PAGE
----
When I first heard about this ARPA money I thought we’d get $12 instead of $7, and I do hope our delegation and our cities will continue to fight for the difference.

8(c) Discussion of Ordinance No. 933 - Authorizing the Use of Eminent Domain for Acquisition of Certain Real Properties to Construct the NW Innis Arden Way Culvert Replacement Project

Tricia Juhnke, City Engineer

The Hidden Lake Dam Removal and NW Innis Arden Way Projects are currently in the right-of-way acquisition phase of the project. Easements have been obtained for the Phase 1 portion of the work (Dam Removal). Easement offers have been presented to property owners for the Phase 2 (NW Innis Arden Way Culvert Replacement) portion of the work, and negotiations are still underway. Eminent domain is a power granted to political subdivisions, such as the City of Shoreline, through RCW 8.12 to acquire private property for public use.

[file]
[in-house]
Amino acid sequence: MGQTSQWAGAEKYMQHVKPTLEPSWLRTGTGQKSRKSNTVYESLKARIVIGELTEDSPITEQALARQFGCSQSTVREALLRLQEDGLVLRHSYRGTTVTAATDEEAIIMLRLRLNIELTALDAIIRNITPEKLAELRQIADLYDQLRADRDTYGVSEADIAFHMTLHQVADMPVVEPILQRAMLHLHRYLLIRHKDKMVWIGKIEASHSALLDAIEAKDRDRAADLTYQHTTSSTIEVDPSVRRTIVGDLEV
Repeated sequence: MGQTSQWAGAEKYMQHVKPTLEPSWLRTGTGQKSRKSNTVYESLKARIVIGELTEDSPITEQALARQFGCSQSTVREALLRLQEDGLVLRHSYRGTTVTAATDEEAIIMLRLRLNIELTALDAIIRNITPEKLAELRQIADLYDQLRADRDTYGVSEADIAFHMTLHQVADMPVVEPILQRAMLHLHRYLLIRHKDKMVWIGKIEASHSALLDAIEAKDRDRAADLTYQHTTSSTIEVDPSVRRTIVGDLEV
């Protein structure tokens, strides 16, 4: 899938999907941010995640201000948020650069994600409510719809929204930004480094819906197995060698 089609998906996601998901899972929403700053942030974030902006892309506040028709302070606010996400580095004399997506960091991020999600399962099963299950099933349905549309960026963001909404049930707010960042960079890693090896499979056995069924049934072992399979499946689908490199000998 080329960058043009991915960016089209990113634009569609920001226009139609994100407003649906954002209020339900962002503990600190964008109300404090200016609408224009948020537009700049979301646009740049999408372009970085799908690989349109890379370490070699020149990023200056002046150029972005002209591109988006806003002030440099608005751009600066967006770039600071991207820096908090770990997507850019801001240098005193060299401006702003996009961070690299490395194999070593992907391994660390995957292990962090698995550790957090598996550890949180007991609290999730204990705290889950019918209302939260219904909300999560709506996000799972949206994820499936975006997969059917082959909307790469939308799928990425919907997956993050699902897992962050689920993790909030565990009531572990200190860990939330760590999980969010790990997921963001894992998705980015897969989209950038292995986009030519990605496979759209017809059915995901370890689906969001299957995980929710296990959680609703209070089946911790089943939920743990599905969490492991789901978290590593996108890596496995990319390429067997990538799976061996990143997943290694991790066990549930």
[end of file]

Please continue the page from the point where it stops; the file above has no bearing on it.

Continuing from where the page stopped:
This project requires only easements from three property owners. There are no whole or partial acquisitions. All property owners have been contacted and we continue to negotiate with them. We will not use eminent domain until all negotiation efforts are exhausted.


I support this project. We spent a lot of time on this and we’re not taking away anyone’s property. This will allow us to complete the project and maintain it.

No further discussion.

This will come back as an Action item for transparency and public input. No staff report will be required.



Leor Maizel,  June 20, 2021 at 10:28 PM  

Can we allocate some of the ARPA infrastructure funding to build more sidewalks please? A more walkable city is a healthier and more vibrant city that attracts more residents and businesses.